Now this is a damn funny film, but it’s not some Bill Murray flick. Vegas is surreal enough, without turning into a cross between Sid Vicious and Otis, the town drunk. You can either laugh at the buffoonery and/or cringe with recognition from your own experiences. I know I did. Duke, Thompson’s alter-ego, has moments of clarity throughout the film. He knows the 60s are over. Like a lot of habitual users, though, he’s always trying to move the bottom of the well lower to prevent hitting it on the way down. The drugs may expand your mind, but sometime you’ll look down and see only the filth you’re standing in.

Notice how he doesn’t mention any specifics concerning the humor in the film. Yes, the movie attempts to be funny, but mostly fails. For one thing, Depp’s performance is silly at first, but it’s, in the end, too cartoony. All he does is stumble about, make jerky arm movements and eye-twitches. There really isn’t much of a character to laugh at, but rather a collection of traits and eccentricities that are seemingly designed to illicit laughter. I’m not saying there should be a deep characterization, but at the same time this isn’t a 1930’s slapstick; the film is established in reality (or, rather, crashing through it) so there at least needs to be something a little bit more to the character that we can laugh with/at. There are also a number of scenes and moments that try so hard to be funny, like the scene in which Duke is pulled over by a cop (played by Gary Busey) which ends with the punchline of the cop wanting a kiss on the cheek.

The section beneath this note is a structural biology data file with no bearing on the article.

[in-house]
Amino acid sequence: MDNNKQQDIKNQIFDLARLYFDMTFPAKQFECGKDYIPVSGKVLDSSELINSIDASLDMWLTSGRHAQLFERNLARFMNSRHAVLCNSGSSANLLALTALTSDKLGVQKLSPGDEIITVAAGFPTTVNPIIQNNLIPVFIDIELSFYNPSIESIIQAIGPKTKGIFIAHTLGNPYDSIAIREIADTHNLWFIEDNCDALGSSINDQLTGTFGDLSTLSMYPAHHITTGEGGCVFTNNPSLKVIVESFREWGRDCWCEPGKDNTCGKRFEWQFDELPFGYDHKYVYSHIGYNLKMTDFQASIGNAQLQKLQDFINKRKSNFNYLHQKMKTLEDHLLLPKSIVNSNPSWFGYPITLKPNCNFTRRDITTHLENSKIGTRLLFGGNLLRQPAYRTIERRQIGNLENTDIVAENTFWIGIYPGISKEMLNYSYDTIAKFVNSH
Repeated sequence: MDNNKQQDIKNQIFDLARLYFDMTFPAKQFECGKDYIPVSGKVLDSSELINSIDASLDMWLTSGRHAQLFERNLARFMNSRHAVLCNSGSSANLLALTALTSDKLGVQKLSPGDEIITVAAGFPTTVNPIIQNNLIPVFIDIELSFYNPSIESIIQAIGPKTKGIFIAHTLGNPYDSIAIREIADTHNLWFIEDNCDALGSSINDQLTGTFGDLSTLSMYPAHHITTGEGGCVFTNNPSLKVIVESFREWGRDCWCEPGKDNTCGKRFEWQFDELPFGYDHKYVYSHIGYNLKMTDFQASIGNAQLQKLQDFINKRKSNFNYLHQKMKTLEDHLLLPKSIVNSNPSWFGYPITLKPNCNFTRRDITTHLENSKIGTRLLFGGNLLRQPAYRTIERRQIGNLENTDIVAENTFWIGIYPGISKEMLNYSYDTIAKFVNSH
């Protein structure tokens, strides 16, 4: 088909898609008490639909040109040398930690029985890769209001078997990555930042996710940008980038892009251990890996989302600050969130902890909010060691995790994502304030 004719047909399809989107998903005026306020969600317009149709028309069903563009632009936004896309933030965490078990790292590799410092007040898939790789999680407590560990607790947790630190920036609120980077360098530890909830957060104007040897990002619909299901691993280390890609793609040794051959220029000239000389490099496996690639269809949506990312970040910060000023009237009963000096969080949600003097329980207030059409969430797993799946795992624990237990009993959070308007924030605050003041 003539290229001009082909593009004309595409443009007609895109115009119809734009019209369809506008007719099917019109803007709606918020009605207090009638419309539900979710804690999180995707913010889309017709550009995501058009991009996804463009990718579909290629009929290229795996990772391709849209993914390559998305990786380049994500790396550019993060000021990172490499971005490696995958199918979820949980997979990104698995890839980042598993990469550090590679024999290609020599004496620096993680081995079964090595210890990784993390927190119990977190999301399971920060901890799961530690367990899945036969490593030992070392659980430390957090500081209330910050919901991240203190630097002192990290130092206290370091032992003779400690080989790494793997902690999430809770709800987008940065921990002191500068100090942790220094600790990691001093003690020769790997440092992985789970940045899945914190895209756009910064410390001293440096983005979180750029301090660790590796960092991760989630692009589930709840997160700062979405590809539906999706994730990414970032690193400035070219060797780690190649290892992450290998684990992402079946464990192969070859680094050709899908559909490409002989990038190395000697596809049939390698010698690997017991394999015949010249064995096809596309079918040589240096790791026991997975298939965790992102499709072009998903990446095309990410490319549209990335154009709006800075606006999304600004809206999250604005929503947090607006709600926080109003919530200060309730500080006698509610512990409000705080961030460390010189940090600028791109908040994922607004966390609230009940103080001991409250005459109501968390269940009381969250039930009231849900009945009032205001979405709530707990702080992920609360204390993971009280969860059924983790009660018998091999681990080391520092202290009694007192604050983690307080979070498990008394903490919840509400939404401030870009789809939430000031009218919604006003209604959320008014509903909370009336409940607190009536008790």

Also, note how Wells defends the film for what it depicts, instead of how it depicts it. Now, what he describes can also describe almost every movie about drug usage and addiction. This reminds me of another “review” by wannabe internet celebrity Jeremy Jahns where he calls The Avengers an amazing film, but says so because it featured superheroes who didn’t get along at first. What’s silly about this is that every movie about a team assembling to save the world, or whatever, starts the same way. Just because certain tropes are present doesn’t mean the movie is “better” or “more believable,” but it’s in the way in which the tropes are used or whether if they work for the film. Wells concludes his review: